Fundamental Physical Constants

Examples of When They May Be Used

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The speed of light, which is how fast light travels in a vacuum, is an important physical constant. Artur Debat/Getty Images

Physics is described in the language of mathematics, and the equations of this language make use of a wide array of physical constants. In a very real sense, the values of these physical constants define our reality. A universe in which they were different would be radically altered from the one that we actually inhabit.

The constants are generally arrived at by observation, either directly (as when one measures the charge of an electron or the speed of light) or by describing a relationship that is measurable and then deriving the value of the constant (as in the case of the gravitational constant).

This listing is of significant physical constants, along with some commentary on when they are used, is not at all exhaustive, but should be helpful in trying to understand how to think about these physical concepts.

It should also be noted that these constants are all sometimes written in different units, so if you find another value that isn't exactly the same as this one, it may be that it has been converted into another set of units.

Speed of Light

Even before Albert Einstein came along, physicist James Clerk Maxwell had described the speed of light in free space in his famous Maxwell's equations describing electromagnetic fields. As Albert Einstein developed his theory of relativity, the speed of light took on relevance as a constant underlying important elements of the physical structure of reality.

c = 2.99792458 x 108 meters per second 

Charge of Electron

Our modern world runs on electricity, and the electrical charge of an electron is the most fundamental unit when talking about the behavior of electricity or electromagnetism.

e = 1.602177 x 10-19 C

Gravitational Constant

The gravitational constant was developed as part of the law of gravity developed by Sir Isaac Newton. The measurement of the gravitational constant is a common experiment conducted by introductory physics students, by measuring the gravitational attraction between two objects.

G = 6.67259 x 10-11 N m2/kg2

Planck's Constant

The physicist Max Planck began the entire field of quantum physics by explaining the solution to the "ultraviolet catastrophe" in exploring blackbody radiation problem. In doing so, he defined a constant that became known as Planck's constant, which continued to show up across various applications throughout the quantum physics revolution.

h = 6.6260755 x 10-34 J s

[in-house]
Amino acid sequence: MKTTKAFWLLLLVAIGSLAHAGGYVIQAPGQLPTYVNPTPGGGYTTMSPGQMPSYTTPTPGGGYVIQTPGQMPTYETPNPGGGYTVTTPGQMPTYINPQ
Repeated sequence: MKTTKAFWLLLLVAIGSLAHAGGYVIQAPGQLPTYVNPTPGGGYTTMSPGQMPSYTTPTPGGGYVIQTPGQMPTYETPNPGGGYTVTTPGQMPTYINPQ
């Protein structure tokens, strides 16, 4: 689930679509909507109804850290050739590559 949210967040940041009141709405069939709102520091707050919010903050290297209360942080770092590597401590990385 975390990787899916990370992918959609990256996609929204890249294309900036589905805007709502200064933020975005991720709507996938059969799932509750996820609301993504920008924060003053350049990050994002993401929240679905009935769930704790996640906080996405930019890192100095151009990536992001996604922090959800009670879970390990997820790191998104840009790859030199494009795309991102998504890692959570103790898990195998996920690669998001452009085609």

Avogadro's Number

This constant is used much more actively in chemistry than in physics, but it relates the number of molecules that are contained in one mole of a substance.

NA = 6.022 x 1023 molecules/mol

Gas Constant

This is a constant that shows up in a lot of equations related to the behavior of gases, such as the Ideal Gas Law as part of the kinetic theory of gases.

R = 8.314510 J/mol K

Boltzmann's Constant

Named after Ludwig Boltzmann, this is used to relate the energy of a particle to the temperature of a gas. It is the ratio of the gas constant R to Avogadro's number NA:

k = R / NA = 1.38066 x 10-23 J/K

Particle Masses

The universe is made up of particles, and the masses of those particles also show up in a lot of different places throughout the study of physics. Though there are a lot more fundamental particles than just these three, they're the most relevant physical constants that you'll come across:

Electron mass = me = 9.10939 x 10-31 kg 
Neutron mass = mn = 1.67262 x 10-27 kg 
Proton mass = mp = 1.67492 x 10-27 kg 

Permittivity of Free Space

This is a physical constant that represents the ability of a classical vacuum to permit electric field lines. It is also known as epsilon naught.

ε0 = 8.854 x 10-12 C2/N m2

Coulomb's Constant

The permittivity of free space is then used to determine Coulomb's constant, which is a key feature of Coulomb's equation that governs the force created by interacting electrical charges.

k = 1/(4πε0) = 8.987 x 109 N m2/C2

Permeability of Free Space

This constant is similar to the permittivity of free space, but relates to the magnetic field lines permitted in a classical vacuum, and comes into play in Ampere's law describing the force of magnetic fields:

μ0 = 4 π x 10-7 Wb/A m